Agent predicts prime market will fare better than mortgage-dependent mainstream markets
Estate agent giant Savills has predicted UK house prices will drop by 10% next year with mortgage rates rising to 4% and the cost of living crisis worsening.
Prime markets will fare better, Savills anticipated, with prices likely to fall by just 2% next year for the the top 5% to 10% by value properties in each region, because of their lower dependence on borrowing.
Savills’ forecast came after Chris Rhodes, chief financial officer at the Nationwide Building Society, gave an even more dire prediction to the Treasury Select Committee yesterday, saying UK house values could fall by up to 30% over the next 12 months. Although, he explained that was “worse case” scenario, and the building society’s central estimation was a fall of 8 to 10%.
But Savills also believed interest rates would “peak” next year and then start to be reduced and as affordability eased UK house prices would steadily rise again, going up by 7% in 2026 and 5.5% in 2027.
Lucian Cook, Savills head of residential research, said: “A new prime minister and fiscal policy U-turns appear to have reduced some of the pressure on interest rates, but affordability will still come under real pressure as the effect of higher interest rates feeds into buyers’ budgets. That, coupled with the significant cost of living pressures, means we expect to see prices fall by as much as 10% next year during a period of much reduced housing market activity.”
He added: “Looking longer term, the Bank of England’s relaxation of mortgage regulation over the summer has substantially enhanced the prospect of a price recovery, but only as and when interest rates start to be reduced, once inflationary pressures in the wider economy ease.”
Cook also predicted rental value growth will continue to outpace earnings growth in the short-term because of the imbalance between supply and demand.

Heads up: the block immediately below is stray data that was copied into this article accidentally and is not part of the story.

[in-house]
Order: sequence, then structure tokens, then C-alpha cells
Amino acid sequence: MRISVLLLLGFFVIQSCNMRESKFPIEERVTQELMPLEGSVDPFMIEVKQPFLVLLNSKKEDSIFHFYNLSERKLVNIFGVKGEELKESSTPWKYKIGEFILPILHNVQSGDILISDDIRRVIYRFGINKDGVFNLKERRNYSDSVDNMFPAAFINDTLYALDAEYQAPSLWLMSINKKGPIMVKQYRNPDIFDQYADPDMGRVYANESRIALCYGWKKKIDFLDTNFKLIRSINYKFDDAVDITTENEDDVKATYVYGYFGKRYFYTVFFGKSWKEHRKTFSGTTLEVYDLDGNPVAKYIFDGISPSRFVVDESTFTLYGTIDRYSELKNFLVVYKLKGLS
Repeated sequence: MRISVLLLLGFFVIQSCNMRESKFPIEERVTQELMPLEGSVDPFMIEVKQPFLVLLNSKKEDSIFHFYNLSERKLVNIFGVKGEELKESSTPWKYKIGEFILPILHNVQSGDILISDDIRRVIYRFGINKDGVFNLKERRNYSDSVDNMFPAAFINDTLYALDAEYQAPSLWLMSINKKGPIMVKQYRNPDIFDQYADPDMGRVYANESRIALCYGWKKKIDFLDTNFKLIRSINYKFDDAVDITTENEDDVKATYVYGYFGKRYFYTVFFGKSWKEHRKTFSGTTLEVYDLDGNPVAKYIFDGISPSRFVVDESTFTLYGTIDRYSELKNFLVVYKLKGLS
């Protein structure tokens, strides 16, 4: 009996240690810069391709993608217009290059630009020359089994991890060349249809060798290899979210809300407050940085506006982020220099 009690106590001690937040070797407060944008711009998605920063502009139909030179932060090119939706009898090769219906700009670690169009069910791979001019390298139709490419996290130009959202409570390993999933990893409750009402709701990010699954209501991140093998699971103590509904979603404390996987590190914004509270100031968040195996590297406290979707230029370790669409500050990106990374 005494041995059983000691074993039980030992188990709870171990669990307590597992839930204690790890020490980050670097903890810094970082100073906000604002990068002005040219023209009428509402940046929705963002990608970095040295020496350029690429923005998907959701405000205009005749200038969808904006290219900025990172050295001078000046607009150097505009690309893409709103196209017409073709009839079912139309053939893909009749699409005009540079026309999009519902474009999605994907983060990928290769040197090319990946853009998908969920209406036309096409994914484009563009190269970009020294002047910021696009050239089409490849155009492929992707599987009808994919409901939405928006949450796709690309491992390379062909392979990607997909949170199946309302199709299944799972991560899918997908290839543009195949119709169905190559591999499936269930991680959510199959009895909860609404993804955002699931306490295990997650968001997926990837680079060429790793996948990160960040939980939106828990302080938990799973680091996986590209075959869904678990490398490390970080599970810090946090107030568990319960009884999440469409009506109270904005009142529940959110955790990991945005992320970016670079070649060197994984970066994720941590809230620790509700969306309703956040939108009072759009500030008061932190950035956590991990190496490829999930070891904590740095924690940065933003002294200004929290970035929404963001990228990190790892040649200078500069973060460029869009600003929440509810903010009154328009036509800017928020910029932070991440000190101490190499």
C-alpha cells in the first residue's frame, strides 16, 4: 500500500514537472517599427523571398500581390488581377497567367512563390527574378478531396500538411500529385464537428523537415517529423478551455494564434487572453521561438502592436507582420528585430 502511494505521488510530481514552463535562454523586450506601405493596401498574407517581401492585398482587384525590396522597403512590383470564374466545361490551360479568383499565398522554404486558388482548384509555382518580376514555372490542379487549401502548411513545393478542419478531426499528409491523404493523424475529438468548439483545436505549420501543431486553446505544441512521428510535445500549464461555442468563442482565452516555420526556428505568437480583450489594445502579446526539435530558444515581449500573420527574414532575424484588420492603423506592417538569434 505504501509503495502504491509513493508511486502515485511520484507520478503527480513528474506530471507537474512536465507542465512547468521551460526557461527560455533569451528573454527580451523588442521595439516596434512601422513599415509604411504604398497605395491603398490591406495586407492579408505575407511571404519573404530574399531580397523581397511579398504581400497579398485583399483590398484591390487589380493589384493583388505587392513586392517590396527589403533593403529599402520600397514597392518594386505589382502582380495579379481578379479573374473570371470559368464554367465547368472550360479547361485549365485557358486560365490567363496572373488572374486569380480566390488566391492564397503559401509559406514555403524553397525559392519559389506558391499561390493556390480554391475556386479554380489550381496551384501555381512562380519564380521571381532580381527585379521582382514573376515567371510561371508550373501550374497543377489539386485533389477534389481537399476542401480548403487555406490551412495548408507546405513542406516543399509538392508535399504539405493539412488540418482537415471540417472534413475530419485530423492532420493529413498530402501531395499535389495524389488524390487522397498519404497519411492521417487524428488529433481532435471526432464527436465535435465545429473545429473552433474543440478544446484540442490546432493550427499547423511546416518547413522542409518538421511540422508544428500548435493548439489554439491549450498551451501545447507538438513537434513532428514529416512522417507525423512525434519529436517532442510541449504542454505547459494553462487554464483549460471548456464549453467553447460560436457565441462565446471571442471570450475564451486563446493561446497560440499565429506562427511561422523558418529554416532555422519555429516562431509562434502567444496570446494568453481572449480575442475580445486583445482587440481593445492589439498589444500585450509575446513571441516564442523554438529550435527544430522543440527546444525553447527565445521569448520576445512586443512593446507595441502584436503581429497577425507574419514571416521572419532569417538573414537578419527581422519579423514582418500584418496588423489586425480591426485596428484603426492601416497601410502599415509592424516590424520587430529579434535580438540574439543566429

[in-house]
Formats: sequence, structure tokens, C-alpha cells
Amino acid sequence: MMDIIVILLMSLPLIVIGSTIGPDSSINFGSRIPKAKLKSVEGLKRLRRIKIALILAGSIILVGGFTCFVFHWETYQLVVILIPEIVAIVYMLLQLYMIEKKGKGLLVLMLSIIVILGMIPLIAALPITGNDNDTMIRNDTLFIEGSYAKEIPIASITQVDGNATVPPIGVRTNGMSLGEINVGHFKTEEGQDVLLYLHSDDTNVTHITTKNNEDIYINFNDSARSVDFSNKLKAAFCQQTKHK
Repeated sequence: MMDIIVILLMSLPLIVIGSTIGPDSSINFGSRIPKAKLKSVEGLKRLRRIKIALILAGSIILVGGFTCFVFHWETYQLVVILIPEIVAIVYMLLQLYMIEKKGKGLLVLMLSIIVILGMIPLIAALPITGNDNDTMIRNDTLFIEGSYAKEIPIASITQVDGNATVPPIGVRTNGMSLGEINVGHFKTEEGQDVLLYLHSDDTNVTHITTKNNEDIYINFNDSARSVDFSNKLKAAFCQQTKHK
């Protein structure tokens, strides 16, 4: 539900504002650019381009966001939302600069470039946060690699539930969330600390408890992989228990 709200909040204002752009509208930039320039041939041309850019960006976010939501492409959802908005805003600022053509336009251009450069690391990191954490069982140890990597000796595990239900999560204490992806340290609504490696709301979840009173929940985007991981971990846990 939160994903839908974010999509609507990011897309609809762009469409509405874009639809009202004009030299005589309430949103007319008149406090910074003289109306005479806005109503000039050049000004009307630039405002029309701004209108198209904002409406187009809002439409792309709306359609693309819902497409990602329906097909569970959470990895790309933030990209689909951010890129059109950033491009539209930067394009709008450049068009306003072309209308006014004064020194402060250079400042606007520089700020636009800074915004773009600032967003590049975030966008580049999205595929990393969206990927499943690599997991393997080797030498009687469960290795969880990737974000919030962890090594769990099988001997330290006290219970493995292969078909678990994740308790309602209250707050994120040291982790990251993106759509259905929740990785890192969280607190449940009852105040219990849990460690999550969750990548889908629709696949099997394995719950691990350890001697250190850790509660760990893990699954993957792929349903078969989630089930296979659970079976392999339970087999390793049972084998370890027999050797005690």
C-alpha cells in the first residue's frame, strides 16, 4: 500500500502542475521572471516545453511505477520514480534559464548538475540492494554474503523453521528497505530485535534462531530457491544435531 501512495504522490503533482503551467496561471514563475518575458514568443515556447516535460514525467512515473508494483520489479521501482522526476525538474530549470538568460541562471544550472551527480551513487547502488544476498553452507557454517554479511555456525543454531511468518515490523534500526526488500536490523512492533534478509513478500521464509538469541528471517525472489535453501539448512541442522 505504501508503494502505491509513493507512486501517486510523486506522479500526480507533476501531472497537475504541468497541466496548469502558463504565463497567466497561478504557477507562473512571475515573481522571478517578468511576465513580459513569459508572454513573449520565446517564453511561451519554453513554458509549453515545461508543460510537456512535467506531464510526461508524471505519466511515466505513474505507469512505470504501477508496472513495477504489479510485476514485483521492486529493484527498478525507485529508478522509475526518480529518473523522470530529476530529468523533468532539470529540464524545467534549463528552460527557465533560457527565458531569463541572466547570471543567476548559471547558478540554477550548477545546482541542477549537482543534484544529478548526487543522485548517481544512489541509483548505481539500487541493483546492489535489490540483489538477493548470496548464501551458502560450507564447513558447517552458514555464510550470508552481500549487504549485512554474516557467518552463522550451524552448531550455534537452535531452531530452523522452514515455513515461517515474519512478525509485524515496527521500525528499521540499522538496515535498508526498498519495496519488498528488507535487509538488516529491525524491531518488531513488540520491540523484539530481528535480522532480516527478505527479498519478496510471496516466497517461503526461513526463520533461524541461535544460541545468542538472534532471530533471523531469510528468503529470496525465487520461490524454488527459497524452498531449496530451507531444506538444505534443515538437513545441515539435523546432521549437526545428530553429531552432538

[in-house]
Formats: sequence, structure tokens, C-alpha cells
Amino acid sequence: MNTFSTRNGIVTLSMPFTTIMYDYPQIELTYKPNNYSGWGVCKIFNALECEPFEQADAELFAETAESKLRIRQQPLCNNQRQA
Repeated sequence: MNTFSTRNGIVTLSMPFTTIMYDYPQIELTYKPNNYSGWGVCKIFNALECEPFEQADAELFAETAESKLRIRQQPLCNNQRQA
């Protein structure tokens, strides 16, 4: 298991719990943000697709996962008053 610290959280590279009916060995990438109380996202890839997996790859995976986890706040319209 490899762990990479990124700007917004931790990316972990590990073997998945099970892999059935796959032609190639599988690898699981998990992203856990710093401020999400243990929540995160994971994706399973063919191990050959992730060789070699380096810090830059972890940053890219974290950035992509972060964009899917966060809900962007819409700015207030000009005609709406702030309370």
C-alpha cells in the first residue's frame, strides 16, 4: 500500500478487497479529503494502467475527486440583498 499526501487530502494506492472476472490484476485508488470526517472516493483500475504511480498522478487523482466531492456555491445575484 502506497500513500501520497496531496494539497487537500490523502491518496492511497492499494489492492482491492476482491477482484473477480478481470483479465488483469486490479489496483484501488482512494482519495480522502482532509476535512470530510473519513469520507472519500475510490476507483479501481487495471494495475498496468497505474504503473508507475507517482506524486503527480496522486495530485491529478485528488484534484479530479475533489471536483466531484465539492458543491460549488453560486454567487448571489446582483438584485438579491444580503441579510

This comes after Zoopla this week released a prediction that 4% to 5% would be the ‘new norm’ for mortgage rates, as it predicted a drop 5% in prices.
Richard Donnell, the firm’s executive director of research and insight, advised housebuilders at a webinar yesterday that they really needed to make sure they are delivering what customers want next year if they want to sell homes. He said: “I think the real important message here for builders is you have just got to make sure your site and your scheme and your mix of homes is aligned with what people are looking for.”
He also said it was important for builders to be “broadening out your mix of buyers, thinking about the motivations of these different buyer groups and how new build can appeal to them”.
He also said advertising of homes should change. A lot of money was being spent on advertising locally but “the reality is a lot of consumers are coming from much further”, he explained.
Donnell also told Housing Today he did not think starts and completions would drop next year.
“Starts and completions have been holding steady for some years now and so we don’t see them dropping back.
“Home building is a production game and builders need a certain level of output to maintain business plans - even with risks and extra costs on the horizon we expect builders to maintain current levels of starts and completions into 2023.”